Somewhere in the middle of New York City, in a small art auction house, there's a crack in the foundation. Even the best building inspector on the block wouldn't find the crack in the walls of Swann Galleries, because the crack is a chasm. A gap, really. A generation gap.
And the entrepreneurs are the foundation. Nicholas and George Lowry own Swann Galleries. Nicholas is 32; his dad, George, is 69. Sometimes they disagree on how to run their business. "Whenever there's an age gap between business owners, there are points of contention," says Nicholas.
For instance, Nicholas recalls the arguments with his father when they were updating their offices and corporate logo: "We are now a 21st century company," Nicholas had argued. "We can't have a 17th century look!" So the offices as well as the logo finally changed, "radically." And the business is still thriving.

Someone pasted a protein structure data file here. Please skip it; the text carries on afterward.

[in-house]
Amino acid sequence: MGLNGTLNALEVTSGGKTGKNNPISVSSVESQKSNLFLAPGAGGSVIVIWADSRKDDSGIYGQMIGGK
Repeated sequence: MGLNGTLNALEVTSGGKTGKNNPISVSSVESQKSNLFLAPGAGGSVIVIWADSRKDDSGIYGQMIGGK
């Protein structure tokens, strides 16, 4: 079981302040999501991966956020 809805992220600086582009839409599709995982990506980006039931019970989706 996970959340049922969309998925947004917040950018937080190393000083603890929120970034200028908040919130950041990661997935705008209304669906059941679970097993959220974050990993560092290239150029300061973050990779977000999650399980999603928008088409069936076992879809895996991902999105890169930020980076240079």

Partner with a person just 10 years your senior, and you may feel like you've teamed up with your older brother. Which could be a problem, if your brother would give you a wedgie in a room of VCs.
Then there are questions you're likely to ask when your partner is 20 years older: Will I be sent to my office after a disagreement? Can I borrow the company car? Is Dad going to apologize for the Christmas Eve I saw Santa making out with Mom?
Er, um, anyway, Gen X is bridging the generation gap every day with stunning success. In 1997, Jaye Muller was 24 when he hired then 38-year-old Richard Ressler to take the role of CEO and run his then-stalled New York City company, JFAX.COM, a high-tech fax delivery system. Together, Muller and Ressler forged a powerhouse that has clients in 200 countries and brought in $7 million last year. It's a firm so successful, it's allowed Muller to get back to the thing that fires him up the most: making music.
Geoff Williams has written for numerous publications, including Entrepreneur, Consumer Reports, LIFE and Entertainment Weekly. He also is the author of Living Well with Bad Credit.